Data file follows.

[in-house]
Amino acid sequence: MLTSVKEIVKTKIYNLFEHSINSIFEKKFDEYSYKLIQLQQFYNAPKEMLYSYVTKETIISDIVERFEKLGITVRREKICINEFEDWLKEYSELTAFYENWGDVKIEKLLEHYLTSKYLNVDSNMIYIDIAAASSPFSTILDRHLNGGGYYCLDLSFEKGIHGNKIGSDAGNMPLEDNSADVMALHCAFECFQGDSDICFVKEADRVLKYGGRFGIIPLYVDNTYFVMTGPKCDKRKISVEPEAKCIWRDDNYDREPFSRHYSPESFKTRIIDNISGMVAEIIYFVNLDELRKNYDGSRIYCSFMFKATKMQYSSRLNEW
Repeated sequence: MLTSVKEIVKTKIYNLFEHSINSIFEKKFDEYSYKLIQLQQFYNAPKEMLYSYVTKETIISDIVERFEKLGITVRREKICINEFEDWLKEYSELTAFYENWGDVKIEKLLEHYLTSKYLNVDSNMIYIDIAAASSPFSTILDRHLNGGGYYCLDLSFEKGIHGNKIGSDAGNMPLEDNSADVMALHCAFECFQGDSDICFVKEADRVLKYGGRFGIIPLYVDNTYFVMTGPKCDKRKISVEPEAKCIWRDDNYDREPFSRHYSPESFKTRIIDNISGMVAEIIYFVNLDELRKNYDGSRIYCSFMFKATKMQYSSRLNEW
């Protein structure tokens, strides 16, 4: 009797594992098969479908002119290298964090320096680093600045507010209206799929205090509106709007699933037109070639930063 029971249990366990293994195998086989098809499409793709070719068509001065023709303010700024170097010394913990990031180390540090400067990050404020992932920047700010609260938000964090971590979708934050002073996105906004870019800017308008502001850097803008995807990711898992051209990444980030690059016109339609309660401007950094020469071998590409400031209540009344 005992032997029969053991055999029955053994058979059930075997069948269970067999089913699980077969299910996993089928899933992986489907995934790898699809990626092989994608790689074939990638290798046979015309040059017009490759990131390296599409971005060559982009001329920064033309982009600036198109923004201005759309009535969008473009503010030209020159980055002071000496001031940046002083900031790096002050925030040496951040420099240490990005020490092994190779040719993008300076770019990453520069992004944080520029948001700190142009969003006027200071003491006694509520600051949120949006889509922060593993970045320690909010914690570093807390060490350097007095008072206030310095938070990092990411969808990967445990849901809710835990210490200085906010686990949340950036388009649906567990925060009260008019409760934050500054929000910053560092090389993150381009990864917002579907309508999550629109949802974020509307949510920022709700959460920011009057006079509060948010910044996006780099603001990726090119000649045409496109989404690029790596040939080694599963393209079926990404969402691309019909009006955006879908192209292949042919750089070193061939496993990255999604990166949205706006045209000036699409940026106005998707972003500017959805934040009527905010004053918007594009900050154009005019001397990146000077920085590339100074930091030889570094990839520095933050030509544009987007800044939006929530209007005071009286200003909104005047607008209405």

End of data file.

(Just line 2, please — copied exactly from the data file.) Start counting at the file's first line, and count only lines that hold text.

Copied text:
Amino acid sequence: MLTSVKEIVKTKIYNLFEHSINSIFEKKFDEYSYKLIQLQQFYNAPKEMLYSYVTKETIISDIVERFEKLGITVRREKICINEFEDWLKEYSELTAFYENWGDVKIEKLLEHYLTSKYLNVDSNMIYIDIAAASSPFSTILDRHLNGGGYYCLDLSFEKGIHGNKIGSDAGNMPLEDNSADVMALHCAFECFQGDSDICFVKEADRVLKYGGRFGIIPLYVDNTYFVMTGPKCDKRKISVEPEAKCIWRDDNYDREPFSRHYSPESFKTRIIDNISGMVAEIIYFVNLDELRKNYDGSRIYCSFMFKATKMQYSSRLNEW